Murtala B. Habu, IIISunday, February 16, 2003
[email protected]
Cleveland, TN, USA



igeria once known as giant of Africa in sports particularly tennis is now sleeping giant. Poor execution of tennis programs is causing the country tremendously; those responsible for the growths of tennis are not doing enough in continue building what was left. The purpose of this article is to discuss problems facing Nigeria tennis, analyze different generations that played tennis, suggests areas that need improvement and recommend many ways that tennis programming, revenues could be improve.


The game of tennis is the same everywhere. "To see Good Tennis! What divine joy Can fill our leisure, or our minds employ? Let other people play at other things. The King of Games is still the Game of Kings "These are the words of Parker's Piece one of the earliest tennis scientist. France was the sole inventor of tennis before the 12th century and the whole appearance of a tennis court is influenced by its origins. The game became very popular and in the 13th century it is said that there were as many as 1,800 courts in France (J.K. Stephen). Although the game of Kings in Nigeria became first choice sport by the British as dated back in the 1900s; however, tennis became a common sport for all as early as 1945, moreover, the independence in 1960 helped popularize the exciting sport as more and more Nigerians took interest in tennis and as a deliberate policy, tennis was introduced in many schools around the country. This policy helped Nigeria as it became a leading playing nation in Africa and also produced many acclaimed players who won laurels at the international scenes. Therefore, it was not surprised that barley a decade after independence, Nigeria was a member of the International Tennis Federation (ITF) and the Olympic movement and Nigerian players were regular faces in major tournaments in the world. Credit goes to early pioneers who invested their scares material and time resources to further the growth of tennis in the country great people like Ibrahim Usman Sangari, Lord Rumens and Raheem Adejumo are three of those whose contribution is well documented

Tennis today, like virtually all other organized sports in Nigeria, is woefully different, as a direct result of decades of neglect and lack of purpose on the part of its administrators, this special sport of choice that was once the toast of all now lies in comatoes waiting for the imminent undertakers for the final burial rites. Presently, there is no Nigerian ranked player on the ATP and WTA Tours; Nigeria has been completely not doing well in the Davis Cup (men) contest for many years which is the equivalent of World Cup in football, not to mention Federation Cup (women) that Nigeria is yet to participate. Benin Republic, Morocco and Togo for example were not in Nigeria's class in those hey days, now have more caliber players with promising future than the dying giant which like a sick baby, has refused to grow even at the ripe age of almost 43 [By Ernest Ekpenyong , 1/2003].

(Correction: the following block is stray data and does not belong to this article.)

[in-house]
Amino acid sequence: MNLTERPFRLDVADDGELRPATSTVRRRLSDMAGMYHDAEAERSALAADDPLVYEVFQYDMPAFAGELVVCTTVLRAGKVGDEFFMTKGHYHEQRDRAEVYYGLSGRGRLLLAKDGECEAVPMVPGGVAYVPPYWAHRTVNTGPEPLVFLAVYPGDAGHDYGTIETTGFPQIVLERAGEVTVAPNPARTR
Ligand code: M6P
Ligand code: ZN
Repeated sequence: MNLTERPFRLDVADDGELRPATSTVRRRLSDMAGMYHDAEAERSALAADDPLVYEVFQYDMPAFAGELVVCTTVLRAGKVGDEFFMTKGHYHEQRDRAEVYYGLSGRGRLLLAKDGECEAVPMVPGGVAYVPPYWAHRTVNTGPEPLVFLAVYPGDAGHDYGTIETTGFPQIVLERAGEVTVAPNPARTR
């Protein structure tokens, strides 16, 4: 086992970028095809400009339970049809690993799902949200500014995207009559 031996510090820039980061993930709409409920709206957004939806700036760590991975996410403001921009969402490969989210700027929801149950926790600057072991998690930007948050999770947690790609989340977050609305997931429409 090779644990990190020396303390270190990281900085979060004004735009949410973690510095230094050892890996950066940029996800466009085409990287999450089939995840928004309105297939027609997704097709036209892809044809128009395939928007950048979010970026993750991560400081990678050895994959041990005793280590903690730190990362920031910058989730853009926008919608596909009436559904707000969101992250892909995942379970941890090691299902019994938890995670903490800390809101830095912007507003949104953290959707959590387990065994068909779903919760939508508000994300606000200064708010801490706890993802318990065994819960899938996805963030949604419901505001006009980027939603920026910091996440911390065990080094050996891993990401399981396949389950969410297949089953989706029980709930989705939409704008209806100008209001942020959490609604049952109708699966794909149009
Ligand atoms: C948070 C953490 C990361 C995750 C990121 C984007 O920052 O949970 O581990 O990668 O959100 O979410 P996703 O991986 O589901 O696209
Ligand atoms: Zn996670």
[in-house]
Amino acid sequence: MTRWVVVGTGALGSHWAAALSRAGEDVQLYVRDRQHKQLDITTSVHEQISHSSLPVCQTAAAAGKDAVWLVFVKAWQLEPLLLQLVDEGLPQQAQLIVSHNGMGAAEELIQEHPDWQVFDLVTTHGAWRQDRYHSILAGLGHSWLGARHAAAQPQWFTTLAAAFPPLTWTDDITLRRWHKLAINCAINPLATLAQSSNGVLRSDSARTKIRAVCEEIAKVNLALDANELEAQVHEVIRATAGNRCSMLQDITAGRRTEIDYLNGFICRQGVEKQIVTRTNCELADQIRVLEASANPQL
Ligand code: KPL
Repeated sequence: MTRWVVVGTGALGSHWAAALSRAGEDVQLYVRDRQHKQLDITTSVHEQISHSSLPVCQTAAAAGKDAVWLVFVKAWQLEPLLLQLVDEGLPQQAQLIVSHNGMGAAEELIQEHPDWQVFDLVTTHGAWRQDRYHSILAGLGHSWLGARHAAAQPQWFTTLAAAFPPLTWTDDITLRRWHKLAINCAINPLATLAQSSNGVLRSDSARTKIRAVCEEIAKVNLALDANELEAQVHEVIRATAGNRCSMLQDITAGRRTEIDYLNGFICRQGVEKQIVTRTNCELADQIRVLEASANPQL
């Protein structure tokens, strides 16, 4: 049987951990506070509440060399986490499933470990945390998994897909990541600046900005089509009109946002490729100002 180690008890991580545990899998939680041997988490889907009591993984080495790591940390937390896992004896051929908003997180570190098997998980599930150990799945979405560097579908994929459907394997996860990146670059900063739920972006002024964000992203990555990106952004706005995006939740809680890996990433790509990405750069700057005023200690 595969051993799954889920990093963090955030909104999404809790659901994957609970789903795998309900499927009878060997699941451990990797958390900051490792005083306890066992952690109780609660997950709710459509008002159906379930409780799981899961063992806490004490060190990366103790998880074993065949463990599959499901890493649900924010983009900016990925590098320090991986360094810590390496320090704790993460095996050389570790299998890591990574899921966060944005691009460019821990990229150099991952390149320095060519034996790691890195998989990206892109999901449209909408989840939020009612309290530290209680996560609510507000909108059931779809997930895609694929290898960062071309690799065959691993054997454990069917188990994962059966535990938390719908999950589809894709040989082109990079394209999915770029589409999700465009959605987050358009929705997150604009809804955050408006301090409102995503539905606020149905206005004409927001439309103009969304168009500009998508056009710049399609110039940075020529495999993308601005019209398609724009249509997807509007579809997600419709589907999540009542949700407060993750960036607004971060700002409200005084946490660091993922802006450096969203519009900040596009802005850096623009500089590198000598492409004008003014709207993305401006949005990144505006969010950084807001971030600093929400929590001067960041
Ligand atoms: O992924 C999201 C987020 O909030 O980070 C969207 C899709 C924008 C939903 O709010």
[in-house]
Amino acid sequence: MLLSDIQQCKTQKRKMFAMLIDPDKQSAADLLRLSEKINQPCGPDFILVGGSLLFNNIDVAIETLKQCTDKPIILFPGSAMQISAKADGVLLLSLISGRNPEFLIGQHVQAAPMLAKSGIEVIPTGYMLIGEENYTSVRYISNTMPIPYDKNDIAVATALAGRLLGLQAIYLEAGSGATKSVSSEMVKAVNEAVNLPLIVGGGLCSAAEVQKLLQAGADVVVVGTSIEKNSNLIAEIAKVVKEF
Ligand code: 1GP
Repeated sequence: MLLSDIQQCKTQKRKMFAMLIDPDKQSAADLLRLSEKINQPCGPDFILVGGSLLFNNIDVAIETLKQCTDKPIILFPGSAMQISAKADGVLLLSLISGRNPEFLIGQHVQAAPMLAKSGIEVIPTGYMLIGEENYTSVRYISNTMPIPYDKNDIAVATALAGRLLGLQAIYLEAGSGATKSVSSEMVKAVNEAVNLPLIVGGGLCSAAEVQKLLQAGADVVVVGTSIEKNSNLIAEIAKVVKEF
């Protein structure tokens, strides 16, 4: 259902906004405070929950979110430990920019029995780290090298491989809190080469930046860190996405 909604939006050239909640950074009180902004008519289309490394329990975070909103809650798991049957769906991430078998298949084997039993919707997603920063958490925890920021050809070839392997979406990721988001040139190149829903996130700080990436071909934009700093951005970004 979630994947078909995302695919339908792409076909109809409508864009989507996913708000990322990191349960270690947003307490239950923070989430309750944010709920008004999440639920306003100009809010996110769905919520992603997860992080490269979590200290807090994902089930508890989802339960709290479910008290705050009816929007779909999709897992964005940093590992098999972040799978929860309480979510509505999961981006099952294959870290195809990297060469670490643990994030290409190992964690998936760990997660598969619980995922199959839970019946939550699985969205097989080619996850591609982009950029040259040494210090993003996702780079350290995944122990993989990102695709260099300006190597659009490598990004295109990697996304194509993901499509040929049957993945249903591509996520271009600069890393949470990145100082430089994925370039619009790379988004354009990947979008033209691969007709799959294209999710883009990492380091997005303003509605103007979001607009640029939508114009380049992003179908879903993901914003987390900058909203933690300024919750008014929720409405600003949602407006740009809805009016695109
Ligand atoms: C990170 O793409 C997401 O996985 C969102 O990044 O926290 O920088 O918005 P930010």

If half of the money budgeted annually for tennis is used for the right purposes, Nigeria would be competing with the best countries in the world. While tennis administrators are languishing for lack of money to participate in world events, lack of good facilities to prepare athletes for international meets, the administrators are amassing millions of naira by hiring Coach Joop Borens of Netherlands to assist in the development of tennis programs instead of hiring well qualified Nigeria tennis professional in or outside the country to further hide their spending and many other practices.

Purpose of the Article

The game we love and cherish for a very long time is very slowly dying and apparently the Nigeria tennis administrators are not doing enough to revamp the game. In respect to the phenomena this article discuss problems facing Nigeria tennis, analyzes different generations that played tennis, suggests areas needing improvement and put forward recommendations towards plan for growth and/or catch them young Nigeria tennis managers could implement.


Articles in tennis magazines and journals are the secondary sources for the study. Other sources were also utilized.

Literature Review

Nigeria is blessed with five different generations of men and women tennis players. Tennis has given tennis players I had of, or come to know in person the opportunity to explore different dimensions in life. These players have either become national, collegiate, international stars, teaching professionals and/or many have chosen other career parts around the world. In all, tennis was the stating point for everyone and for Nigeria tennis to be shaped these generations have contributed their talent for the advancement of the sport, therefore, the generation mentioned below are what made Nigeria tennis today.

Generation one: included Lawrence Awogbeba, Former Nation Coach, Thompson Onebukun, Edward Agori, Former Assistant National Coach, Bala Habu, Jr, Coach Agayo, Ola Olagbeki, Etta, Adewale Isa on the men side and on the women side is Mrs. Elizabeth Ekon, Former National coach. These players were the best in Africa and did not really compete with the rest of the world class because in the 50s and 60s tennis began to make marks; it was not an open sport for blacks as such generation one played their tennis mostly within African countries. Late Edward Agori was consider the best person ever to hit a consistence backhand in his primed years, his backhand was a weapon, when a player hit to Edward's backhand it was expected that he's not going to miss the shot. Traditionally, generation one women tennis was not fully recognized, therefore the only female player of the time was Mrs. Elizabeth Akon, Former National Coach, Mrs Akon was a good player in her time and have won many tournaments in Nigeria and Africa.